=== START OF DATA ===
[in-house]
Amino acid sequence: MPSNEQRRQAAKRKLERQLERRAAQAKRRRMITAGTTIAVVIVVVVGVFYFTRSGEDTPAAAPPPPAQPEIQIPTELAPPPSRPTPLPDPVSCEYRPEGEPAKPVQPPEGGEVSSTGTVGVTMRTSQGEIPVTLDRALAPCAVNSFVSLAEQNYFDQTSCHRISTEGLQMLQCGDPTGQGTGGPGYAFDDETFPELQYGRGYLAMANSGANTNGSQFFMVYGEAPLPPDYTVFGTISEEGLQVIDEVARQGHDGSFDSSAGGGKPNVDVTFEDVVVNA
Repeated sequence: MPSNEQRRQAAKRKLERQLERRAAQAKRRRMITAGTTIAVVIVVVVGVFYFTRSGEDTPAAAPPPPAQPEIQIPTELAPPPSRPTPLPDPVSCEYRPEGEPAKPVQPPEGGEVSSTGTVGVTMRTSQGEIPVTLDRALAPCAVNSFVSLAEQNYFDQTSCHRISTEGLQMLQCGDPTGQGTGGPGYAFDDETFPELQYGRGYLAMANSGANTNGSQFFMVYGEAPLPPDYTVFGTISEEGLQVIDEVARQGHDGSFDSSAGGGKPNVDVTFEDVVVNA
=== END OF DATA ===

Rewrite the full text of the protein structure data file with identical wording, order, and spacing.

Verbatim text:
[in-house]
Amino acid sequence: MPSNEQRRQAAKRKLERQLERRAAQAKRRRMITAGTTIAVVIVVVVGVFYFTRSGEDTPAAAPPPPAQPEIQIPTELAPPPSRPTPLPDPVSCEYRPEGEPAKPVQPPEGGEVSSTGTVGVTMRTSQGEIPVTLDRALAPCAVNSFVSLAEQNYFDQTSCHRISTEGLQMLQCGDPTGQGTGGPGYAFDDETFPELQYGRGYLAMANSGANTNGSQFFMVYGEAPLPPDYTVFGTISEEGLQVIDEVARQGHDGSFDSSAGGGKPNVDVTFEDVVVNA
Repeated sequence: MPSNEQRRQAAKRKLERQLERRAAQAKRRRMITAGTTIAVVIVVVVGVFYFTRSGEDTPAAAPPPPAQPEIQIPTELAPPPSRPTPLPDPVSCEYRPEGEPAKPVQPPEGGEVSSTGTVGVTMRTSQGEIPVTLDRALAPCAVNSFVSLAEQNYFDQTSCHRISTEGLQMLQCGDPTGQGTGGPGYAFDDETFPELQYGRGYLAMANSGANTNGSQFFMVYGEAPLPPDYTVFGTISEEGLQVIDEVARQGHDGSFDSSAGGGKPNVDVTFEDVVVNA